Thread: A TCP Redirecting Driver

  1. #1
    Join Date
    Dec 2009

    A TCP Redirecting Driver

    How would one write a driver that could reroute TCP/IP connections (preferably delagating the actual TCP/IP work to the normal TCP/IP driver)? I want to write a driver that uses the Tor network to reroute all connections through the Tor network, which would alleviate the annoyance that is configuring applications to use Tor. Preferably, the driver could only do redirection, leaving the dirty work of the protocol to the normal TCP/IP driver.

    EDIT: For those who aren't familiar with Tor:

  2. #2
    Join Date
    Aug 2010
    Ontario Canada
    How slow do you want your softwares to be?

    From the Tor faq...
    What is Tor?
    The name "Tor" can refer to several different components.

    The Tor software is a program you can run on your computer that helps keep you safe on the Internet. Tor protects you by bouncing your communications around a distributed network of relays run by volunteers all around the world: it prevents somebody watching your Internet connection from learning what sites you visit, and it prevents the sites you visit from learning your physical location. This set of volunteer relays is called the Tor network. You can read more about how Tor works on the overview page.

    The Tor Project is a non-profit (charity) organization that maintains and develops the Tor software.
    Bouncing stuff around like that not only increases the loading on backbones and brances by double the bandwidth used, it can never go any faster than the slowest branch in the resulting path... If one of your volunteers happens to be on a 256k DSL connection, serving half a dozen others, you're going to end up browsing and downloading at the most spectacularly slow speeds you've ever seen... Just like the good old dialup days...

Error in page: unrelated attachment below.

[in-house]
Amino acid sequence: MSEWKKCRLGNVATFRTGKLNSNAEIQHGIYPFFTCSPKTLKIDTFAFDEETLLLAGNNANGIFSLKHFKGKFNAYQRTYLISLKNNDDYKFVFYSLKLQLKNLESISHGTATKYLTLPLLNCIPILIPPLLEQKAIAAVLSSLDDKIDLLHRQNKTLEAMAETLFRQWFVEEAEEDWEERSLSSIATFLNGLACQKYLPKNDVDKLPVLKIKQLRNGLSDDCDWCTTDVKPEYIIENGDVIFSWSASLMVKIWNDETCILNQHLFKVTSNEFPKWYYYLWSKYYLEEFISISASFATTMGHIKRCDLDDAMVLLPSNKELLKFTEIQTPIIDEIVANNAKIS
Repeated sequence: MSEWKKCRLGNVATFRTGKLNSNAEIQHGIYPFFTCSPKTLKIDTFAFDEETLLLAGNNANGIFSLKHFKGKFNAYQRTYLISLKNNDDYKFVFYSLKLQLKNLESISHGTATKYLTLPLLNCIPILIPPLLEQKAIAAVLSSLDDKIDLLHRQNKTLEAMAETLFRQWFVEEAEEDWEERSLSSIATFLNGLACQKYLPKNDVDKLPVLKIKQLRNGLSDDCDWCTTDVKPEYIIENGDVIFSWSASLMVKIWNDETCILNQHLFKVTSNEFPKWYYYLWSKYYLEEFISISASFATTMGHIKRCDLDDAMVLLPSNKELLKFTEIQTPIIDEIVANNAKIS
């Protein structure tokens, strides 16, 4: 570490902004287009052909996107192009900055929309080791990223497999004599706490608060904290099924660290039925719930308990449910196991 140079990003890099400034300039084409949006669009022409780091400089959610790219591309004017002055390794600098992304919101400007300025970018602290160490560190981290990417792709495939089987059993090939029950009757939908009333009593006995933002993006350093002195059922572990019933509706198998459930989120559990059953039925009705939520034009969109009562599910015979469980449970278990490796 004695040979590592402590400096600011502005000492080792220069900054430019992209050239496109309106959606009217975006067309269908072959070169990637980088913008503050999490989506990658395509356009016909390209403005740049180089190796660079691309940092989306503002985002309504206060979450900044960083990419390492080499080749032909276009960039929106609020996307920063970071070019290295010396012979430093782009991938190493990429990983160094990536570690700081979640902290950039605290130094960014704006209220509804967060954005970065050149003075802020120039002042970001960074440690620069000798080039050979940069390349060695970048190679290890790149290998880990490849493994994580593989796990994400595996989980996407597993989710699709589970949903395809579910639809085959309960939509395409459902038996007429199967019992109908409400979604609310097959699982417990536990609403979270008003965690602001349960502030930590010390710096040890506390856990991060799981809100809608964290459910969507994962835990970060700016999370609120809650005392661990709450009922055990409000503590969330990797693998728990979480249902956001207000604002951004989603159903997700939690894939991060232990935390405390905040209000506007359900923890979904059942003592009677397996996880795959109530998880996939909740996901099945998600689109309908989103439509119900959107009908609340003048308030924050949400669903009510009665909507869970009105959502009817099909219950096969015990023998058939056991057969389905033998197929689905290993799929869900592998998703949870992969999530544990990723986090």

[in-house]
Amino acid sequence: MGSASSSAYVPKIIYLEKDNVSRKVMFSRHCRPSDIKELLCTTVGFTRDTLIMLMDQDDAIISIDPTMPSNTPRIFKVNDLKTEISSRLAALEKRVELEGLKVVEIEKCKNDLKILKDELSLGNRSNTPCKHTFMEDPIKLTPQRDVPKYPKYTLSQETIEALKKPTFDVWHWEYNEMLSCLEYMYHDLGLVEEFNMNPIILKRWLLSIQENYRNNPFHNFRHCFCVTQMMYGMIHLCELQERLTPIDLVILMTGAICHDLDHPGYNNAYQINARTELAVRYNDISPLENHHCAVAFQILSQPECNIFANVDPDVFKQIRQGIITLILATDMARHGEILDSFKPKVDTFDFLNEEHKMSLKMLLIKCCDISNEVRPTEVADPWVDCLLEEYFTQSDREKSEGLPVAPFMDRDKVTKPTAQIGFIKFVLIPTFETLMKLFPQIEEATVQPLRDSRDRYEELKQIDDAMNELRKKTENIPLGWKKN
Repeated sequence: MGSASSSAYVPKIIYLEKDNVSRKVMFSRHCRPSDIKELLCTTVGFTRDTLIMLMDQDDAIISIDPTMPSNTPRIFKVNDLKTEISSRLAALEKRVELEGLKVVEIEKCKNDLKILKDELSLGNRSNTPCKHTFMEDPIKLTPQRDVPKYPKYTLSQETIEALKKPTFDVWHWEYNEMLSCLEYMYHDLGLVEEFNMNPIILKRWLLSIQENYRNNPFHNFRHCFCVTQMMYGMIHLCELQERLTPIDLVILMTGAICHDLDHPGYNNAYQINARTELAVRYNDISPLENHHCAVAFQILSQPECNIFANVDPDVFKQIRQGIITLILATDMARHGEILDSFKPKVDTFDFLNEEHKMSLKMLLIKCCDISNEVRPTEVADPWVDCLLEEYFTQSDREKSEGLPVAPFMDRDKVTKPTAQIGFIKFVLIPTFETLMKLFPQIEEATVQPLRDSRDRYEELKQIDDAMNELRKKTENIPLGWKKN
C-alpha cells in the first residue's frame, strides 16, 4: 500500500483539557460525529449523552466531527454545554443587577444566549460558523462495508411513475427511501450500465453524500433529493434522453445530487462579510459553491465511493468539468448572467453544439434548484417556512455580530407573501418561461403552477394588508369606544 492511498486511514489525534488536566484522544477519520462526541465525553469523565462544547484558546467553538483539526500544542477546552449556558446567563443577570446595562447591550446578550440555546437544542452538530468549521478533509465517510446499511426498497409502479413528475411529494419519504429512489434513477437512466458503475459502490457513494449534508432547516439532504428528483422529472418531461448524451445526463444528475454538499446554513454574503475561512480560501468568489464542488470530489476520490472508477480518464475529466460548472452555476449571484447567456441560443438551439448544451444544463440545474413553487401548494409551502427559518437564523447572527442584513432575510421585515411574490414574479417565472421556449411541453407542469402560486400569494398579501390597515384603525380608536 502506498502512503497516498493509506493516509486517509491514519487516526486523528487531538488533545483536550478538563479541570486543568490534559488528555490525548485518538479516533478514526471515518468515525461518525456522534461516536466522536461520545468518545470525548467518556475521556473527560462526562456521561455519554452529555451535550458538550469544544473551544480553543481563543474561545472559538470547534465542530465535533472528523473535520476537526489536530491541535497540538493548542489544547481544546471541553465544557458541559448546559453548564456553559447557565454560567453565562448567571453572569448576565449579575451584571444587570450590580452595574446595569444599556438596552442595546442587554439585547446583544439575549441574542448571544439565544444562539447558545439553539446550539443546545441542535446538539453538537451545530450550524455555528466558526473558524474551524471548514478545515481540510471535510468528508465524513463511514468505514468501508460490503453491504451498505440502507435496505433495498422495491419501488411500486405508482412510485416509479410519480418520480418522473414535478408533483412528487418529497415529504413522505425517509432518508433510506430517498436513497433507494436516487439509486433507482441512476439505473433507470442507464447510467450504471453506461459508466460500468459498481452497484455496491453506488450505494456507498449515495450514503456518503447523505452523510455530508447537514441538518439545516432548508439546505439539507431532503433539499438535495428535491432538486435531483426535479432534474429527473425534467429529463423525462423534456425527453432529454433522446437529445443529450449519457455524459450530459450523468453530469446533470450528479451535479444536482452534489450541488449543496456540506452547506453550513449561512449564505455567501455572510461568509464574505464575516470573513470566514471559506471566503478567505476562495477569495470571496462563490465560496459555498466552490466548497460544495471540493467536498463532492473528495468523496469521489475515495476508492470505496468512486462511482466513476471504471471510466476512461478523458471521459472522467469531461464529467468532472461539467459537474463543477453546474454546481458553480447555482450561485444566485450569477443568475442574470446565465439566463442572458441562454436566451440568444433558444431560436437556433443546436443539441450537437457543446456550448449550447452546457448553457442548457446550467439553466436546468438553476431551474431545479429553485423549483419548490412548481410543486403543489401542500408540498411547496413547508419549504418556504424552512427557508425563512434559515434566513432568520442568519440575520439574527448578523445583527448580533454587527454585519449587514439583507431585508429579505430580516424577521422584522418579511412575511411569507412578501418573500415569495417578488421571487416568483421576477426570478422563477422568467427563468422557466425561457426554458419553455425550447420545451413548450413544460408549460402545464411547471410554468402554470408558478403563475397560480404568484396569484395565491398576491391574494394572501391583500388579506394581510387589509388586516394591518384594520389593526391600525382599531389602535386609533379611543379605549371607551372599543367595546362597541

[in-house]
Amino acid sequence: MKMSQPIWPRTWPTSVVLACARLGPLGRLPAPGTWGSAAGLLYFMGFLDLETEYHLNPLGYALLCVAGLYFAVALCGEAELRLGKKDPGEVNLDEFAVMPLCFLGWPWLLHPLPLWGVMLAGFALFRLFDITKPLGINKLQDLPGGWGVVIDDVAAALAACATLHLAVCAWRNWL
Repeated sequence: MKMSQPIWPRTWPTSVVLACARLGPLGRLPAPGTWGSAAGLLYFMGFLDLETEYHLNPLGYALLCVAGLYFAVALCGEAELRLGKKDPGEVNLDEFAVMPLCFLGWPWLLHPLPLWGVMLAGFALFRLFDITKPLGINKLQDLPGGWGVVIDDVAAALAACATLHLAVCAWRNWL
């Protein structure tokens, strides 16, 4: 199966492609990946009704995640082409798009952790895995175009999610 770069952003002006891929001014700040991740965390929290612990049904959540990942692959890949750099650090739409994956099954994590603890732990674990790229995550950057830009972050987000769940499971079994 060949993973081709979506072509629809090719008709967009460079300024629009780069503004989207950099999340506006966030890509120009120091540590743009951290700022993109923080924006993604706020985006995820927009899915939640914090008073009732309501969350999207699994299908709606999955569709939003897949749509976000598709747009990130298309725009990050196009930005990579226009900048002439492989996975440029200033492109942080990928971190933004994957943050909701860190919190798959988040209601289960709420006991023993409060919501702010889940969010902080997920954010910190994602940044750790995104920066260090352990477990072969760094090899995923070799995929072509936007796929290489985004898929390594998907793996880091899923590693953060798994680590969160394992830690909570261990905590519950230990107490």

3. #3
    Join Date
    Dec 2009
    This is kinda OT, but I'll respond anyway. The point is anonymity, it doesn't matter how slow it is, to a usable extent. It would be easy to code it so that more is forwarded through faster peers than slower ones.

  4. #4
    Registered User
    Join Date
    Jun 2005
    I may stand corrected, but don't recall anything in TOR documentation about methods to ensure redirection through faster peers.

    I suspect CommonTater's point is that most people want performance first but might sacrifice performance for anonymity if they decide they need it. It will be a relatively rare user who will want "slow and anonymous" by default (if they want anonymity by default, they will probably not want to lose speed to get it).

    For your software to succeed, it will probably need to allow similar (or better) flexibility than TOR does, and in a more user friendly manner rather than just locking down a default setting. It might be better to make suggestions to the TOR folks about methods to make their software more user friendly.

    On the original question, you would be best off looking at documentation for Microsoft's DDK (Driver Development Kit). I haven't looked closely at the DDK for a while, but seem to recall one of the examples concerned bridging to the TCP/IP driver.
    Right 98% of the time, and don't care about the other 3%.

    If I seem grumpy or unhelpful in reply to you, or tell you you need to demonstrate more effort before you can expect help, it is likely you deserve it. Suck it up, Buttercup, and read this, this, and this before posting again.

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